Tonight we will discuss what ID3 tags are, why they’re important, and how to insert them into your episode files before uploading and sending them over.
Already know your way around ID3 tags? Skip to our preferred format.
What are ID3 tags and why are they important?
ID3 tags are metadata, typically found inside of audio mp3 files.
Usually, you see data about an audio mp3 file, such as album cover art, the title of a track, the name of an artist, and any other information associated with the file inside of your favorite audio player, this metadata information is created and “tagged” inside of the file before it reaches you.
The reason we ask for ID3 tags inside of your episode files before you send them over, is twofold:
1.) This helps us quickly identify, organize, and otherwise keep track of your episode inside of our radio automation servers. Handy, especially if your show sees additional airplay outside of your typical time slot.
2.) When listeners download your episode wherever it’s hosted (in our archive or elsewhere), chances are, they’ll also be getting your episode’s metadata imported into their favorite podcast player. Sometimes, services they use to access your file don’t always encode this meta data, so it’s a good best-practice for your listeners to keep tabs on their favorite episodes, especially if you make your episodes available for direct mp3 download. Without metatags, the only information users have to go by when looking at your files in their file viewers will be the file name itself, and that’s no good.
Let’s Get Started
What you’ll need:
An application for creating ID3 tags in your finished mp3 files.
For Windows, we like to use Mp3tag which can be found here: https://www.mp3tag.de/en/download.html
For MacOS, we suggest Tag Editor Free. You can find it here in the iOS App Store:
For Linux, we suggest EasyTag. You can read more about its installation here:
For this tutorial, we will show you how to edit ID3 tags in the Windows Mp3Tag application, but the same basic principles apply to any other ID3 tag editor.
Edit the ID3 Tag
1.) In Windows, right click on the file name you want to edit, and select Mp3tag.
2.) Select the file name in the window you wish to edit. This is important, otherwise you might add ID3 information and it will not give you the chance to save. Another way of knowing if the file is selected is that the save icon will be greyed out if it’s not.
(You’ll forget this at some point, and it will be annoying when you have to re-enter all of the information again, but it happens to the best of us.)
Save disk icon is greyed out, which means the file isn’t selected for editing in the right window pane.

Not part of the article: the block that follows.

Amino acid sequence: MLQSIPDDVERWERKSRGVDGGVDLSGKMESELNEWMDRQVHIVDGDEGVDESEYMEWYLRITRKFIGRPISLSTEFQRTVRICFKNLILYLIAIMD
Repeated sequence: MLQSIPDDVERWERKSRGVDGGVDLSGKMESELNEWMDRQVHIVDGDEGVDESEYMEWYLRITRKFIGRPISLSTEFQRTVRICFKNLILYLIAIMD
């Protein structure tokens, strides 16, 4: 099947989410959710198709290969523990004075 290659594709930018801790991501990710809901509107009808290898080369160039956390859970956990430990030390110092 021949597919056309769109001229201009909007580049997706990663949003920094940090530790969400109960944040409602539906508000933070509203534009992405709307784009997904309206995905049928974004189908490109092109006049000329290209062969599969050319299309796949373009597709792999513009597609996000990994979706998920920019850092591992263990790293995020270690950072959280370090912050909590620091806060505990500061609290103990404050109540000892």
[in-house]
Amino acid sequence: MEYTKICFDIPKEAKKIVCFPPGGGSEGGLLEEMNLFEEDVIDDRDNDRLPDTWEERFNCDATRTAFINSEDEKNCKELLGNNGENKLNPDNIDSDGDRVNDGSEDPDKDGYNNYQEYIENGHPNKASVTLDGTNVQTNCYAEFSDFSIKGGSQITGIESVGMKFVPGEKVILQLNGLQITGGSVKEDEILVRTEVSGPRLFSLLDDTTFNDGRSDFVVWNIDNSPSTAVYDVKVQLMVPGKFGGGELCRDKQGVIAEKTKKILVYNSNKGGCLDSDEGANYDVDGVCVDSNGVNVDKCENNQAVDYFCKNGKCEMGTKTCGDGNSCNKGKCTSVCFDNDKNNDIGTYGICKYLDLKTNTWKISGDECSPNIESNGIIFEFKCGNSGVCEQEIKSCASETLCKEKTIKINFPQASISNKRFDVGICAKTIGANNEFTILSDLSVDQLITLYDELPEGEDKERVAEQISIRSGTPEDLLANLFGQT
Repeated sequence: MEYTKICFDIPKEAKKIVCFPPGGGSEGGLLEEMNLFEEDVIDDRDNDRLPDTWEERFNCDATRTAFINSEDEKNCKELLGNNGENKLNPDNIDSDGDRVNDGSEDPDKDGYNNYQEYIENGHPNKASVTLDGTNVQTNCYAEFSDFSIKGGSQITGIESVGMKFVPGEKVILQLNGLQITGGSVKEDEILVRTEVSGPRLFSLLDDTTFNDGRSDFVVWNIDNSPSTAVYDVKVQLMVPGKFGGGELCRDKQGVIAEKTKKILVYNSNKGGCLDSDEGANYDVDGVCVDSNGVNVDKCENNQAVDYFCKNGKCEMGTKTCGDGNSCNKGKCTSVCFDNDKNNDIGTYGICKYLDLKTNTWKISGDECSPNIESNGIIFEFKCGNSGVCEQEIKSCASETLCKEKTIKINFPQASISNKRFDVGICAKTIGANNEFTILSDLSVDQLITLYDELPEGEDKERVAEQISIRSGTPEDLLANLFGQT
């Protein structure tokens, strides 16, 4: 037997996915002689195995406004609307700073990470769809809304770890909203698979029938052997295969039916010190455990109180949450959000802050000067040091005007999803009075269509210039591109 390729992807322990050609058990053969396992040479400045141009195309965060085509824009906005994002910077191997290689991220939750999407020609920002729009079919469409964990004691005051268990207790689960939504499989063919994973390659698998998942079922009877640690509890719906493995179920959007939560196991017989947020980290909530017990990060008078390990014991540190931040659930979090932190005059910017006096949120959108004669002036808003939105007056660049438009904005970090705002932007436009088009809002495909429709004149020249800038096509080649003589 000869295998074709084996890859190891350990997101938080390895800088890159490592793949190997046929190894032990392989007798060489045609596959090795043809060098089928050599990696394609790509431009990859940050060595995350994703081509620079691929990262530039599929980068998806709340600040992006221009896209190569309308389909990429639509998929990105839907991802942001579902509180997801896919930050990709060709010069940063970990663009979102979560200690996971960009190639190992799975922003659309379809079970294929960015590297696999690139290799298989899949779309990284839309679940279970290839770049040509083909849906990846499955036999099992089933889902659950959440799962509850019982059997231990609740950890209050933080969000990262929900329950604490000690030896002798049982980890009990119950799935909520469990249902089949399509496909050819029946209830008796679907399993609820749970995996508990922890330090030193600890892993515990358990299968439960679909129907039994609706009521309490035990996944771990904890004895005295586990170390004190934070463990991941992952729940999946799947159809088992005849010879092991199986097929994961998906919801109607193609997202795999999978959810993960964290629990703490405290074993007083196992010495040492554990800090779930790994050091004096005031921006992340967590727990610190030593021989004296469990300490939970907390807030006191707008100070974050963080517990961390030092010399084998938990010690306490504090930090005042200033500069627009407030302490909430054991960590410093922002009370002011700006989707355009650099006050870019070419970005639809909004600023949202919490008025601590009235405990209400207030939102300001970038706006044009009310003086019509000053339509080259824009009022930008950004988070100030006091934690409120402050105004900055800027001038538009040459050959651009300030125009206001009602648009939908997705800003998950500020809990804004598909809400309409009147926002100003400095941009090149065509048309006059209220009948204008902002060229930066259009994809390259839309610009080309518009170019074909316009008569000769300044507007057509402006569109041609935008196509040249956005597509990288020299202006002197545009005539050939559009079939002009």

The disk icon is blue, which means your file is properly selected and ready to edit.
2.) This is the format you’ll want to enter for your file information before submitting it to us.
Title: YOUR EPISODE TITLE
Artist: THE TITLE OF YOUR SHOW OR PODCAST
3.) Next, if you’d like to add album art for this episode, you can get creative and do something new each time. Just make sure that the dimensions you use are square. iTunes recommends the resolution to be at 3000 x 3000 pixels (huge). What you do here is up to you.
Right click anywhere inside of the album artwork area, and select “Add cover”
4.) When you’re done, hit the blue save icon at the top, and that’s it! You’re done!
ID3 Tag Tutorial Recap
Today you might have learned the importance of ID3 tags, how to format them before you send them over to us, and how to elevate your brand strategy by letting your fans know more about your show while better organizing the episodes they download on their devices.
We covered how to use the Windows app, Mp3tag, and some of its more annoying nuances, like remembering to select the file before we start to do our edits.
Nevertheless, without ID3 tags in our MP3 library, we couldn’t imagine what a pain just sorting through the dozens of episodes we receive and upload each week might quickly become, when everyone has their own file naming conventions. File names like “episode78-final-v2-with-commercials.mp3” or “Production Episode Last Week’s Date.mp3” at first glance, could belong to anyone. While we would love to keep everyone’s full archive in our automation servers, drive space ultimately prevents us from doing that. The first episodes to get removed from our automation are typically the “tag orphans,” or episodes without ID3 meta tags.
Proper tags saves us time and resources, and helps you get the repeat airplay you deserve, whether it’s on our network, or with your own listener base.
Do your part! Save us time, and you lost listens.
Always ID3 tag your episodes!
Questions? Comments? Shoot us a message!
Send us an email: email@example.com, reach out to Amy directly on Twitter @engineeringamy, or post a community message to the MidnightFM Creators Facebook Group!